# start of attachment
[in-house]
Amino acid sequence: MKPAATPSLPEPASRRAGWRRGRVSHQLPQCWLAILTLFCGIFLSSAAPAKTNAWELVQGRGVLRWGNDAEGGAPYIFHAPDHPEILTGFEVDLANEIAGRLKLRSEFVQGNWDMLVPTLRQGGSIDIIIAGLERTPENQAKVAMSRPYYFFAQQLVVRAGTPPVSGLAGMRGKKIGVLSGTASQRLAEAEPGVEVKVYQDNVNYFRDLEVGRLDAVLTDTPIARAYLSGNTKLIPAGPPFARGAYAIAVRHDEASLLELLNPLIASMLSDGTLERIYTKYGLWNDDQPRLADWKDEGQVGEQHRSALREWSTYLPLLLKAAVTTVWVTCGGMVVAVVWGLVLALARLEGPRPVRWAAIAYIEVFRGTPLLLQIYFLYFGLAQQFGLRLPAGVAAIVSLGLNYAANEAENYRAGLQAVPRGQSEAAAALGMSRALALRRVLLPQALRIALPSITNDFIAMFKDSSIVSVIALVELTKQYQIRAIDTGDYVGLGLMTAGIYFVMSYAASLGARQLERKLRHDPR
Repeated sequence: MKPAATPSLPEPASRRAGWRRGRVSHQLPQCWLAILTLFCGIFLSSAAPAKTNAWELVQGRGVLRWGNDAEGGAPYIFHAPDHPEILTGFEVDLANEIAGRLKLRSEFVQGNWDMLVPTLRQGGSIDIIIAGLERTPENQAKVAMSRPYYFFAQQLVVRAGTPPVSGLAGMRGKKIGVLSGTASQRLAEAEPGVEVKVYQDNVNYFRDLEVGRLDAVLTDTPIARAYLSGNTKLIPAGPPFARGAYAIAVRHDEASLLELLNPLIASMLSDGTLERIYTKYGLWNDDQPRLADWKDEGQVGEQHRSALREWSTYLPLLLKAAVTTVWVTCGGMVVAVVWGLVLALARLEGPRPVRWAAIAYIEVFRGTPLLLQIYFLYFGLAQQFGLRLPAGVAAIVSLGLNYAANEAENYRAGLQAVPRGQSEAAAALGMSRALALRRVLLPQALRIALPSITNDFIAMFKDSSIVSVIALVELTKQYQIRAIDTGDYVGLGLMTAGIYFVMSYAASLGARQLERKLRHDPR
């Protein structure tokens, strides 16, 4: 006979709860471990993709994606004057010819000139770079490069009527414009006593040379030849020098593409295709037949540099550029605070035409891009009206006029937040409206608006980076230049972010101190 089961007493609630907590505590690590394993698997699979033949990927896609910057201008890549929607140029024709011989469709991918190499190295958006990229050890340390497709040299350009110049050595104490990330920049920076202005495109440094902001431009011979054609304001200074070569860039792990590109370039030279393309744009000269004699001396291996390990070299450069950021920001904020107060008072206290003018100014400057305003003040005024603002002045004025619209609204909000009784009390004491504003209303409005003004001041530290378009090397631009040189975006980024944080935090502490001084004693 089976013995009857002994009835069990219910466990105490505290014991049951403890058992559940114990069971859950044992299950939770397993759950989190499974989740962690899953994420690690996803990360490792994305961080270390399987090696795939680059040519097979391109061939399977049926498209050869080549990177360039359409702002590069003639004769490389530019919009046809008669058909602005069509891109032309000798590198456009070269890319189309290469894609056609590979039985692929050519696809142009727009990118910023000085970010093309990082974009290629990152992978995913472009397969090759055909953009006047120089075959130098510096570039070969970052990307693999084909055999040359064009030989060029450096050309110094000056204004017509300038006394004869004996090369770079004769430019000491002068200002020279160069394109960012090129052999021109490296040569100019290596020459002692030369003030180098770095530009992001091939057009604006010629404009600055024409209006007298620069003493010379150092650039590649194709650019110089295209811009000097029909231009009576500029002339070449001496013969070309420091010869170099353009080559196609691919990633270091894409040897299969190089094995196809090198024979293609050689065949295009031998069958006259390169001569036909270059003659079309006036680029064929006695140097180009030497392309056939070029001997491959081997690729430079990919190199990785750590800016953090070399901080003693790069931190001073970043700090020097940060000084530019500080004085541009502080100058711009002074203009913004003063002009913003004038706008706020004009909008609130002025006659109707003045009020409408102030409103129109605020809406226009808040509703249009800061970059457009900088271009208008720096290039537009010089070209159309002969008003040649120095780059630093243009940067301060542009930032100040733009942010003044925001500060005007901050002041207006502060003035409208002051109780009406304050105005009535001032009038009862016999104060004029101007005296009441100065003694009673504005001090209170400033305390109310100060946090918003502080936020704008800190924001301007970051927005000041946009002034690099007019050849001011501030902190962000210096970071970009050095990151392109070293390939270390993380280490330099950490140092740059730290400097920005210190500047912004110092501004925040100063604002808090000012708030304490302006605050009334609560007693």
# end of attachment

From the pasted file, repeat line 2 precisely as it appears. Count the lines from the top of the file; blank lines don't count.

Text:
Amino acid sequence: MKPAATPSLPEPASRRAGWRRGRVSHQLPQCWLAILTLFCGIFLSSAAPAKTNAWELVQGRGVLRWGNDAEGGAPYIFHAPDHPEILTGFEVDLANEIAGRLKLRSEFVQGNWDMLVPTLRQGGSIDIIIAGLERTPENQAKVAMSRPYYFFAQQLVVRAGTPPVSGLAGMRGKKIGVLSGTASQRLAEAEPGVEVKVYQDNVNYFRDLEVGRLDAVLTDTPIARAYLSGNTKLIPAGPPFARGAYAIAVRHDEASLLELLNPLIASMLSDGTLERIYTKYGLWNDDQPRLADWKDEGQVGEQHRSALREWSTYLPLLLKAAVTTVWVTCGGMVVAVVWGLVLALARLEGPRPVRWAAIAYIEVFRGTPLLLQIYFLYFGLAQQFGLRLPAGVAAIVSLGLNYAANEAENYRAGLQAVPRGQSEAAAALGMSRALALRRVLLPQALRIALPSITNDFIAMFKDSSIVSVIALVELTKQYQIRAIDTGDYVGLGLMTAGIYFVMSYAASLGARQLERKLRHDPR